In order to design a good tool for social tagging, I did quite a lot of research on our current understanding on this. I also came up with the table below, as I was mulling over what would be the best balance between giving social cues to people while tagging (e.g. showing the tags from other users) and still keeping the tags individual, personal, and specific enough.
See, I think too much of the social condition will make people lazy to come up with their own tags, thus the tag base will become less and less descriptive and consequently it becomes harder to find items tagged with these terms. Chi et al (2007) find that out too, but they do not contribute it to social influence! Just to the size of the community.
I think social cues are important for the uptake of tagging, in the first place, and in the second, they are important in terms of using common vocabularies, e.g. seeing those broad folksonomies to emerge. But too much can be too much! Thus, we are planning an experiment on tagging interfaces, where half of the users see the previous tags (social influence condition) and the other half does not (independent condition). We will study the tags from different aspects, how they converge, their originality and some other...not sure yet.
|Social influence condition||Prompt tags from other users (1) ; high influence from the community (2), better uptake as users may be more motivated to add tags; (3) maybe all tags become the same.||Use of existing tags becomes a habit, not many new tags are created as the time goes by (4); tags become less and less descriptive and consequently harder to find items.|
|Independent condition (no guidance)||Even without social influence, when many users tag popular items, usually broad folksonomies startemerging (4).||Original and intuitive user generated list evolves; however, low convergence of tags (1), lower uptake of tagging (3)|
Table 1: Table presents two axes that affect on tagging habits and
(1) if people see other's tags (e.g. they are proposed, are auto filled when typing, ...) while they are tagging, vocabularies are more likely to converge than if users are working on their own.
(2) Also, users, who view tags by other people before adding their first tag, are more likely to have their tags influenced by other taggers in the community. The community of other users affects a user's personal vocabulary; there is a strong influence on user's first tag, if they have been exposed to others' tags.
(3) There were overwhelmingly more non-taggers in the group that had not seen examples of tags than in the one that had seen them in their tagging interface. As stated above, pre-existing tags affect the future tagging behaviour.
(4) When looking at how the vocabularies evolve while tagging, it was found that about half of the tags used were tags that the user had previously applied; thus, it was concluded that early habit and investment influence tagging behaviour and grows stronger as users apply more tags.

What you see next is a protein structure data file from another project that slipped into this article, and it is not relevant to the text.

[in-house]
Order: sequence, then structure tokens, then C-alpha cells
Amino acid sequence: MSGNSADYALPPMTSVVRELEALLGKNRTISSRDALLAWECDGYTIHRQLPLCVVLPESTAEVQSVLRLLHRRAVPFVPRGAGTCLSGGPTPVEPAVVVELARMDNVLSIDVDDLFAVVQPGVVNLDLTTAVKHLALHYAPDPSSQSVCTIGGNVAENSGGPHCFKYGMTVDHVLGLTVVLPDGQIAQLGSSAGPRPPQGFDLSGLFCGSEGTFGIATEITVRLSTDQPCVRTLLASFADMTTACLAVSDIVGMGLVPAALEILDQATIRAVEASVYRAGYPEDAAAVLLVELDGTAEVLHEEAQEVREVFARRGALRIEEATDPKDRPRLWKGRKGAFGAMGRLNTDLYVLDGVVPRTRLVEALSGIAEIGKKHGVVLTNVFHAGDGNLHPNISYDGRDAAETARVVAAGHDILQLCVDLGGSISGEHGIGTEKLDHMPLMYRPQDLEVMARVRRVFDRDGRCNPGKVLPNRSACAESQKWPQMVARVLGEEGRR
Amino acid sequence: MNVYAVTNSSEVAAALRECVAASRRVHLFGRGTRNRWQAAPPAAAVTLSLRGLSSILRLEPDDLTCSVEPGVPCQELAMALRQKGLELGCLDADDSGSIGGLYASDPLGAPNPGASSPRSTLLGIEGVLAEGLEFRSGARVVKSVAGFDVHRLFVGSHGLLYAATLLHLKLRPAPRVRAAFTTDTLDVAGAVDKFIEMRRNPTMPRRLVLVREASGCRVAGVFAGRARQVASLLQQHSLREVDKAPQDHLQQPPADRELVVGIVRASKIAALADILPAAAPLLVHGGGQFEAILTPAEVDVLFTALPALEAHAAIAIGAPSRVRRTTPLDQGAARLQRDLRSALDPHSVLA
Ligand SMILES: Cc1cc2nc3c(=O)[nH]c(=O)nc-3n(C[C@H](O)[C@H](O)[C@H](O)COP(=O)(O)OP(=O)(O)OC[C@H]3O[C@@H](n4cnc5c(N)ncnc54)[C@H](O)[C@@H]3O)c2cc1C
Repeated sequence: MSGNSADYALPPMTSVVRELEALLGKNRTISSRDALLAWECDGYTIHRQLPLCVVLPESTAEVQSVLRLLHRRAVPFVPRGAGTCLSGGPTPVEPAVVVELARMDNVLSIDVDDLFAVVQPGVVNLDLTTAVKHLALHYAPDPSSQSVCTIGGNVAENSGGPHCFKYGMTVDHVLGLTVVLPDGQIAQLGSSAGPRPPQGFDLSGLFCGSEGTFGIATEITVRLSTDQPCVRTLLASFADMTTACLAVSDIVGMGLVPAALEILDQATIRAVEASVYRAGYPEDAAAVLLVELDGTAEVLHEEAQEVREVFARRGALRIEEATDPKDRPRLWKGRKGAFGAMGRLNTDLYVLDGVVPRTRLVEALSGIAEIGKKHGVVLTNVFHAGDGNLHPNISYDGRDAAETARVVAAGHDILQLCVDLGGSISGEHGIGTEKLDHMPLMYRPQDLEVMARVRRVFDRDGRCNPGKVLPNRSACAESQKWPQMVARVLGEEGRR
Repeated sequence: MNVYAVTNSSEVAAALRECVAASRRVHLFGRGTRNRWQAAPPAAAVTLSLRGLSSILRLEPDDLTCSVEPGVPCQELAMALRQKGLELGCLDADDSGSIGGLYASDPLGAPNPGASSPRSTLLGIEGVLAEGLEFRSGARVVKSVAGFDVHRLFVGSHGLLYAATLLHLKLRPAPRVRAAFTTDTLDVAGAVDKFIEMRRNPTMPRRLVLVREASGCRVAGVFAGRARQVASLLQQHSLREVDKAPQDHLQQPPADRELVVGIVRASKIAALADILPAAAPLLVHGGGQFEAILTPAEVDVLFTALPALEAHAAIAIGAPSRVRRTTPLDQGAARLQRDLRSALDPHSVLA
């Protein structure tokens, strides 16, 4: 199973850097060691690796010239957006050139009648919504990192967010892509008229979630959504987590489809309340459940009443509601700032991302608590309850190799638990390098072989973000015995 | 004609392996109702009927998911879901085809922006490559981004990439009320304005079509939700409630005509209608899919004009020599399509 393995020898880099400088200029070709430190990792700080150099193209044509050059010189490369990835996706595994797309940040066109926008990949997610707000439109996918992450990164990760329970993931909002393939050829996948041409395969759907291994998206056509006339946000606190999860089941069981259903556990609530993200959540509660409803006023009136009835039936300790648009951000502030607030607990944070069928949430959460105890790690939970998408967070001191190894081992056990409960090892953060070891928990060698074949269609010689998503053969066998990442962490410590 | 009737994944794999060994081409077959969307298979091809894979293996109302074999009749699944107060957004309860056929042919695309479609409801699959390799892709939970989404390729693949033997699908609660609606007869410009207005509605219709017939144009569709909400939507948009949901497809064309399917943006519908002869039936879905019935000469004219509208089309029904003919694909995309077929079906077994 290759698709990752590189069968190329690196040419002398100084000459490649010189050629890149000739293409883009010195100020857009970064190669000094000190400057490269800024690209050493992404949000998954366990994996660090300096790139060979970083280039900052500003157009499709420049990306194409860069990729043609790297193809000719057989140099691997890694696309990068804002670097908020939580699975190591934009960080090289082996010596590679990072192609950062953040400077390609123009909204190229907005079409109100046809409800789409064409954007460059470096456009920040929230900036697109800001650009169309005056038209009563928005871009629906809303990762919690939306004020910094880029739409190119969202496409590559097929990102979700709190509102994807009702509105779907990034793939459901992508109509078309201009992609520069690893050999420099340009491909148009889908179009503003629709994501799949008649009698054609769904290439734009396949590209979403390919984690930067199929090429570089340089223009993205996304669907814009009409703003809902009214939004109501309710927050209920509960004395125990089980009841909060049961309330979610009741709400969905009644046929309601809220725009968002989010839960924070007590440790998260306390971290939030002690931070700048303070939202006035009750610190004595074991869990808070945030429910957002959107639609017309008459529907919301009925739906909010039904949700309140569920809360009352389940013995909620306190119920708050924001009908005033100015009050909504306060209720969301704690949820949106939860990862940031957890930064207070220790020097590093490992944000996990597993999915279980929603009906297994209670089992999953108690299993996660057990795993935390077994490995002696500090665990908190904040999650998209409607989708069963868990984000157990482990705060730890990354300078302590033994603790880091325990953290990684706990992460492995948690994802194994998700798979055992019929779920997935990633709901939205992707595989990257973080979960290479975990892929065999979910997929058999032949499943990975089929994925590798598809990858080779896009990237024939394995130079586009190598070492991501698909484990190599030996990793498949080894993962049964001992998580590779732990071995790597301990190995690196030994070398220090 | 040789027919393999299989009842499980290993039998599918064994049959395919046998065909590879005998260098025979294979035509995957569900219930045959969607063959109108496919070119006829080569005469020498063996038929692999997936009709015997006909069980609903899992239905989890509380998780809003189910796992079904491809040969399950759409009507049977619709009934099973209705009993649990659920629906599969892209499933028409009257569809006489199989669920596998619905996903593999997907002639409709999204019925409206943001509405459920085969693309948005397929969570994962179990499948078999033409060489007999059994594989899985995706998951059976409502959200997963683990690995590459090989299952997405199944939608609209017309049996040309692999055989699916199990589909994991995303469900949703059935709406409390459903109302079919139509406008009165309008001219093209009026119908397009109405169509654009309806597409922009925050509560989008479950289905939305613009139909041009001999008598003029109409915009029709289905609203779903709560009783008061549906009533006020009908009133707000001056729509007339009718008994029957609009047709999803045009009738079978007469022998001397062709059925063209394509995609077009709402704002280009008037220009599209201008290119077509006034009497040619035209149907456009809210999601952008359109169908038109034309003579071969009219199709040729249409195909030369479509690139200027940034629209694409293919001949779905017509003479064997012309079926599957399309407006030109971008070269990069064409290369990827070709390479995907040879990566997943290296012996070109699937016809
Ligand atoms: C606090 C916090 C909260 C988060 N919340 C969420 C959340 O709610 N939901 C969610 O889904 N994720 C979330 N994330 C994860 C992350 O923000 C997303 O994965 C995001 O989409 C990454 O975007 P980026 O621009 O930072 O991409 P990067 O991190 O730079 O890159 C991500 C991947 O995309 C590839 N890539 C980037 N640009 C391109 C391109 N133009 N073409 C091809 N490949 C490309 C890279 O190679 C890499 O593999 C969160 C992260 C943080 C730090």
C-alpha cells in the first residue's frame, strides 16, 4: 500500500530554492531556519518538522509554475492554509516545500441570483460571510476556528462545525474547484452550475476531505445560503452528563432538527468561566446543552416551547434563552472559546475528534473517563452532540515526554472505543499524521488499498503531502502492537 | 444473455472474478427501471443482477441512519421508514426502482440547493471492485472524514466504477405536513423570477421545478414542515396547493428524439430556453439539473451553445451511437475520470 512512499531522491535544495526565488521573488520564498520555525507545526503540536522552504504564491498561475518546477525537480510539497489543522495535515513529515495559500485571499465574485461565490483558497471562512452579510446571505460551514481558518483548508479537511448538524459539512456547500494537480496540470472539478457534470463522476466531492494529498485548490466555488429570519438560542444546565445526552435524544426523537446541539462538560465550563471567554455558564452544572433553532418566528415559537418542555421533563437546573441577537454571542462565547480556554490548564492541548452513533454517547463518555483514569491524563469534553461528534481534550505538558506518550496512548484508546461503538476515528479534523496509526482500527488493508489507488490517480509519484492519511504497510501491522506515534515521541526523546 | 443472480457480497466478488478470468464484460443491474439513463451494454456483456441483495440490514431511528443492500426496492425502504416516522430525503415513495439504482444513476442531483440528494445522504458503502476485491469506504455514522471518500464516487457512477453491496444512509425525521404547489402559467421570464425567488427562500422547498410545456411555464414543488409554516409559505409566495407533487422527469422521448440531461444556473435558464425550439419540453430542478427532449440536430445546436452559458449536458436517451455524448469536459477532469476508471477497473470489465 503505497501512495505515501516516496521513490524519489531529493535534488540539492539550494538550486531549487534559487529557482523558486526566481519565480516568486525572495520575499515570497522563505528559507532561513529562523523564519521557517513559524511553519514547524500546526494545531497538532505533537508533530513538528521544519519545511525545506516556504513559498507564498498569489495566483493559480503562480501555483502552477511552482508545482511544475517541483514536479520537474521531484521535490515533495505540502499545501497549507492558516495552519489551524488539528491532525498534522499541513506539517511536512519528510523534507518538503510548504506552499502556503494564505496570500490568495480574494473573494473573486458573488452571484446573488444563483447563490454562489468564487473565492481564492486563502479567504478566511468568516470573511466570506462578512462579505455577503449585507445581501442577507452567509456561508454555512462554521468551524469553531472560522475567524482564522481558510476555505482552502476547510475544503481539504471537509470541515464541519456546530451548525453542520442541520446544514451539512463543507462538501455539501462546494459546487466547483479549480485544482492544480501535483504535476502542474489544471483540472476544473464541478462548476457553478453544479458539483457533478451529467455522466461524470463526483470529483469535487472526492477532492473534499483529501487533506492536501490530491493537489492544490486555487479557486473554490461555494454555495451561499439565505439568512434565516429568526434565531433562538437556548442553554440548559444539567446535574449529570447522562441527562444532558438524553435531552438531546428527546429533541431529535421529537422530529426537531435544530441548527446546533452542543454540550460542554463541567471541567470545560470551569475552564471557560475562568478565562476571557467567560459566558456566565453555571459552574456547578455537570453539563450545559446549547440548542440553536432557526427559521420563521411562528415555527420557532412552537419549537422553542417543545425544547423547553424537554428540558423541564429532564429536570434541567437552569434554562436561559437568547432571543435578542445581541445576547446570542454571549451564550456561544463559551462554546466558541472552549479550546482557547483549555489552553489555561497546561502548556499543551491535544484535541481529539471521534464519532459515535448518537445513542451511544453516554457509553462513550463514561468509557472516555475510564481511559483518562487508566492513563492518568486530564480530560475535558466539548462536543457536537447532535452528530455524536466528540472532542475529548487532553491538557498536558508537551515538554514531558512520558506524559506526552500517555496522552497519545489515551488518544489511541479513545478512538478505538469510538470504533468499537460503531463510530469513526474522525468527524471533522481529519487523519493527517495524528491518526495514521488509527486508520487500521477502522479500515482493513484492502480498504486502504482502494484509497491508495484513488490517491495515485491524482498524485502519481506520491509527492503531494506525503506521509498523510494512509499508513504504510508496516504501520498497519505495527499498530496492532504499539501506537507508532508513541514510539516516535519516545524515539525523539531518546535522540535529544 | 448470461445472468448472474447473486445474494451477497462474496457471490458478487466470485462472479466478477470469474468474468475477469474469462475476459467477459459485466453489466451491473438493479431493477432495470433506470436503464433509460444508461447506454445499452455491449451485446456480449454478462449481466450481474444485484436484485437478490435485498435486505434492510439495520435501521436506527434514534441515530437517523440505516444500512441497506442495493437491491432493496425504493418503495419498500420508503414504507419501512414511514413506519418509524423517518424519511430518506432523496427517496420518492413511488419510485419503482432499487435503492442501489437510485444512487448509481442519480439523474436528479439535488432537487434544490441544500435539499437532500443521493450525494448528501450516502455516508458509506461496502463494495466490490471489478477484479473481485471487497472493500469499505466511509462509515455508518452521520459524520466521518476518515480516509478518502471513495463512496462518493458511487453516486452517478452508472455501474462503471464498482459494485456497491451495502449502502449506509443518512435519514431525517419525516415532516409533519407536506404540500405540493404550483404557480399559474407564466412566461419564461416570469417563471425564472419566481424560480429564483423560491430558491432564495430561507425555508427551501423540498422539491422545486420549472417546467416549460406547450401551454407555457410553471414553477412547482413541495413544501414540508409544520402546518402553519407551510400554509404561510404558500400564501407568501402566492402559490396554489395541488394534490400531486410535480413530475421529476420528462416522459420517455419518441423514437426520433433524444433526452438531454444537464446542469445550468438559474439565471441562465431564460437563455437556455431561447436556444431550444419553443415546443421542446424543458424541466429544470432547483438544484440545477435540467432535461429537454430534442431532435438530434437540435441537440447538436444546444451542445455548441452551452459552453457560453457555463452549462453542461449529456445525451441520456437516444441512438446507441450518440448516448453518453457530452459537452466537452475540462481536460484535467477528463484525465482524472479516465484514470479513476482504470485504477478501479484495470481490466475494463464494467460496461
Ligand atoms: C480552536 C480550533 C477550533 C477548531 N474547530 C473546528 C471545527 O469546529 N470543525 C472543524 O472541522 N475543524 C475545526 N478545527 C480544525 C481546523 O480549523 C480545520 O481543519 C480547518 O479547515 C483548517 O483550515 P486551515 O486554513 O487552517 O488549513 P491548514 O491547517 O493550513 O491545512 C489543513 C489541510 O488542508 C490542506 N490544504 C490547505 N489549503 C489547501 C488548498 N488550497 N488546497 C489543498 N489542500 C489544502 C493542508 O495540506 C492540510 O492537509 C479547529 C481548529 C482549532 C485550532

However, the research shows that habit and investment aren't the only factors that contribute to vocabulary evolution.
Well, there was another point, somewhat related to this, that I talked about with a studdy-buddy of mine: what is a good tag? Firstly, it is important to note that tags do have two main functions: one being a PKM element and the other is the sharing.
So, for the first one, any tag is good, if it makes sense to the user.
For the second category, we thought of different metrics; it could be for retrieval purposes or sharing with other people.
For retrieval, for example, a tag that repeats the terms in the title is not very good, especially if the search looks at the title anyway (like in our case we do have LOM already). So one could say that a good tag has some additional information that we do not have in the metadata already. After all, if we talk about social bookmarking of websites or research papers, there is some metadata already available. A tag that is a synonym of the title, however, can be useful for retrieval purposes, if any automated way for understanding synonyms are used (like a thesaurus that knows the relations of different terms).
A good tag could also hint something in the use of that content, for example in digital content, it could be something that would hint how that content could be used.
Chi, E. H. and Mytkowicz, T. Understanding Navigability of Social Tagging Systems. In Proceedings of CHI'07, February, 2007.
Sen, S., Shyong K., L., Cosley, D., et al. (2006). tagging, community, vocabulary, evolution. Proceedings of CSCW 2006. Retrieved from http://www.grouplens.org/papers/pdf/sen-cscw2006.pdf.
Vander Wal, T. (2005). Explaining and Showing Broad and Narrow Folksonomies :: Personal InfoCloud. Blog posting. Retrieved November 13, 2006, from http://www.personalinfocloud.com/2005/02/explaining_and_.html.